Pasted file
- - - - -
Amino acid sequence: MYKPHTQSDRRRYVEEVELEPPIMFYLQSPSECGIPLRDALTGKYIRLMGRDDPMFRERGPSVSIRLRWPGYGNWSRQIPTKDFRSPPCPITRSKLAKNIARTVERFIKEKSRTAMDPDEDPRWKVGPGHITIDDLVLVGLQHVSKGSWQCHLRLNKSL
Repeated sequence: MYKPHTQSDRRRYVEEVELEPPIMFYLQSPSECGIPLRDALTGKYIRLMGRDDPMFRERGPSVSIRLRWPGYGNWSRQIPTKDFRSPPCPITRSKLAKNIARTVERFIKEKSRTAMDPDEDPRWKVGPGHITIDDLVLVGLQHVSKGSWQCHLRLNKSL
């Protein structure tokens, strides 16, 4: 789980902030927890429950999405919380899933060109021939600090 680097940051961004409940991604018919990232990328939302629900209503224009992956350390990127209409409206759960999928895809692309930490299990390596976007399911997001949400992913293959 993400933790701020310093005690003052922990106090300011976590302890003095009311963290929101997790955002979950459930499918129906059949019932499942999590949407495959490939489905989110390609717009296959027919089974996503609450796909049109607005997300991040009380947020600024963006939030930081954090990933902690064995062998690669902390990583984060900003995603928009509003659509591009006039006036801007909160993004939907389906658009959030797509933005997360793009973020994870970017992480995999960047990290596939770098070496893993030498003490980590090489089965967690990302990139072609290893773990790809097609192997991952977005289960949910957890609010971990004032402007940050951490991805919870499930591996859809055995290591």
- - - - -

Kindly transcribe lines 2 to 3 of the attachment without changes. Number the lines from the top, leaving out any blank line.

Repeated sequence: MYKPHTQSDRRRYVEEVELEPPIMFYLQSPSECGIPLRDALTGKYIRLMGRDDPMFRERGPSVSIRLRWPGYGNWSRQIPTKDFRSPPCPITRSKLAKNIARTVERFIKEKSRTAMDPDEDPRWKVGPGHITIDDLVLVGLQHVSKGSWQCHLRLNKSL
């Protein structure tokens, strides 16, 4: 789980902030927890429950999405919380899933060109021939600090 680097940051961004409940991604018919990232990328939302629900209503224009992956350390990127209409409206759960999928895809692309930490299990390596976007399911997001949400992913293959 993400933790701020310093005690003052922990106090300011976590302890003095009311963290929101997790955002979950459930499918129906059949019932499942999590949407495959490939489905989110390609717009296959027919089974996503609450796909049109607005997300991040009380947020600024963006939030930081954090990933902690064995062998690669902390990583984060900003995603928009509003659509591009006039006036801007909160993004939907389906658009959030797509933005997360793009973020994870970017992480995999960047990290596939770098070496893993030498003490980590090489089965967690990302990139072609290893773990790809097609192997991952977005289960949910957890609010971990004032402007940050951490991805919870499930591996859809055995290591």